It’s Friday, you want to go home, but you need to wrangle 20 variations of a project for a client that can’t make up their mind. Time to start using takes! It only takes a couple of minutes to get your head around it but it will save you hours.
Yet another helpful vid, Matthew. Super!
I do have a few quibbles.
-You minimized an option for over-ride that I think is exceptionally useful: The display/visibility of objects. I think it is common in such a workflow to want to turn specific objects off entirely for various takes and that is easily accomplished with overrides. Visibility:Editor and Visibility:Render are easily toggled per take. Or the object can be disabled entirely for a given taken.
-Animation wasn’t mentioned. You can assign unique keyframes for each object on any take
The take system can be used not merely for multi-render output to clients but also as a way to explore and audition.
I suspect in a longer or multi-part video you might have covered these, but just so take-newbies are aware of the features…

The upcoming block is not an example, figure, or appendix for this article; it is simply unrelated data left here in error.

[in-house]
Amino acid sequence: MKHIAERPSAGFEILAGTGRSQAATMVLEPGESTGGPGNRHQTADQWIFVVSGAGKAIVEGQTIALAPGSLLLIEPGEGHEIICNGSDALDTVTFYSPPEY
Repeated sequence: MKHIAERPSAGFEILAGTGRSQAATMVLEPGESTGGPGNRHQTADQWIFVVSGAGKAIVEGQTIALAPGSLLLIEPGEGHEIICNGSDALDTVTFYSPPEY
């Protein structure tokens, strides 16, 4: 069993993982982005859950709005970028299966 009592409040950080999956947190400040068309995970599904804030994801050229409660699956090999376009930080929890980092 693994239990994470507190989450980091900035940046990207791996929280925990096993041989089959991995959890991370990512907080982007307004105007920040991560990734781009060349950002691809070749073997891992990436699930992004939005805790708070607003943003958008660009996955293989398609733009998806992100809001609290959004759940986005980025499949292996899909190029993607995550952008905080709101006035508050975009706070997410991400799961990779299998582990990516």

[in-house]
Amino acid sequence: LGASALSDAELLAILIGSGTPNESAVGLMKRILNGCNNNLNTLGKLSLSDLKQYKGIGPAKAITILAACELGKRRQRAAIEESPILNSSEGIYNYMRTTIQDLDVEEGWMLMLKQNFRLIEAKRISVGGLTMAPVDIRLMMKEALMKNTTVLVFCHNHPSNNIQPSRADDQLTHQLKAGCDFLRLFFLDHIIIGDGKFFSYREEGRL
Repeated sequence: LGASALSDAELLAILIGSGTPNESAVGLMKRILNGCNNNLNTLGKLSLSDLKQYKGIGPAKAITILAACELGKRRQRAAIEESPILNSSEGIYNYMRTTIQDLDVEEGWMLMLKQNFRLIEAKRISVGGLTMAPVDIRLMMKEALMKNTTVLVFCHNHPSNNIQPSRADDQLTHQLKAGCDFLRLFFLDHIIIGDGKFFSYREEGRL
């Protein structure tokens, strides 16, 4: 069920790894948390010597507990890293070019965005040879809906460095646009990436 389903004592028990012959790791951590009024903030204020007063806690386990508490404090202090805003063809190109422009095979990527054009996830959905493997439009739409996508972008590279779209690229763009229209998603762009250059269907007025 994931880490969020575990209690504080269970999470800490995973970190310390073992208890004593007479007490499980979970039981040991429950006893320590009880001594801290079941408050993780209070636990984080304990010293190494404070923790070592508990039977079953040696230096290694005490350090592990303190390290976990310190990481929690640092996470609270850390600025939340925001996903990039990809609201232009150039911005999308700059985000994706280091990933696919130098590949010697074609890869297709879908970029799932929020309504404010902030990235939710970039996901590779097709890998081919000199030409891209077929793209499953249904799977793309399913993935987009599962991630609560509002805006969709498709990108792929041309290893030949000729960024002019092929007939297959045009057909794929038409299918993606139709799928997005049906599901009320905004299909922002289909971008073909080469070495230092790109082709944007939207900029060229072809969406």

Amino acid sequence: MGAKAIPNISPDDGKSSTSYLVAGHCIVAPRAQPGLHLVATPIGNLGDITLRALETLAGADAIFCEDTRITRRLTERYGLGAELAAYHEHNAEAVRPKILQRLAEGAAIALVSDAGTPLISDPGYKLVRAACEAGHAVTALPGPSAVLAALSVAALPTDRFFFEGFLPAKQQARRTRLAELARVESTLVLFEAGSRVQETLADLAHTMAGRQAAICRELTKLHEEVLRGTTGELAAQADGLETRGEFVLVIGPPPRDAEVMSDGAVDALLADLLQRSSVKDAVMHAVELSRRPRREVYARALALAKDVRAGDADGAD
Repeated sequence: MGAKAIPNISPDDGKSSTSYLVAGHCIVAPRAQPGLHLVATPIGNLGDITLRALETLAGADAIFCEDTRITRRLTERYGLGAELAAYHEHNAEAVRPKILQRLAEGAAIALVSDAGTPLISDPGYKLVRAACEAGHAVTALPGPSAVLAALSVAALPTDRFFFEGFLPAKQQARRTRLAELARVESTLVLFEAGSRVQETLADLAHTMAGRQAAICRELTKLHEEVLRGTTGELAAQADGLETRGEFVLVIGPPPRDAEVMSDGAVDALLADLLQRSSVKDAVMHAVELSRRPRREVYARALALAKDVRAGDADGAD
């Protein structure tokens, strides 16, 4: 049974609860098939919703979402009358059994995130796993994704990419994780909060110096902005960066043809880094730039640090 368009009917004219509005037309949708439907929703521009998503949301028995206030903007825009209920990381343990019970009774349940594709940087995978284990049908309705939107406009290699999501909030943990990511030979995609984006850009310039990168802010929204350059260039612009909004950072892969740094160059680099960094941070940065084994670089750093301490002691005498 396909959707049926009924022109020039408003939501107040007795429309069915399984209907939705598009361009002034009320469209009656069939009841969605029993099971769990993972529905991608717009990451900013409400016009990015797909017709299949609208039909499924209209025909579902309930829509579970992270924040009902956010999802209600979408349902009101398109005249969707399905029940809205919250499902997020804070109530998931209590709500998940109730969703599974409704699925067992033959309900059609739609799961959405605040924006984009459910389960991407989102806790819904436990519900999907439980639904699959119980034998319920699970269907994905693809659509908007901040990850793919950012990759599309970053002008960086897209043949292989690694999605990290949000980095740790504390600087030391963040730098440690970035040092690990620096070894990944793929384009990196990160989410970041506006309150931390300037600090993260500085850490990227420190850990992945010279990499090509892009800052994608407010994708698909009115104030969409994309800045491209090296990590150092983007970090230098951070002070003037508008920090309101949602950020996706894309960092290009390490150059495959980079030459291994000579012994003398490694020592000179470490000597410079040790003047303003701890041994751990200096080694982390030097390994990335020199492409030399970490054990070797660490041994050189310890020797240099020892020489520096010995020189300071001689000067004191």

I need to remember to use takes more often and so I’ve made a casual list here of things one can do w/takes:
-Use one text object but have different takes for unique verbiage or typographical settings
-Different light settings–intensity, color, position per take
-Use one camera but w/different focal length, focus object, DOF settings, etc.
-Mograph settings. For example takes w/different modifiers enabled or different settings
-Have a character w/multiple hair styles
-Displacement values turned up, down or off for takes to speed rendering
-One landscape with a different seed or entirely different settings
***Plugins like X-Particles can utilize takes. For example I might want to audition a variety of particle styles, colors. These can be stored as takes.
At some point I am going to have to actually sell something to earn a living, can’t be giving it all away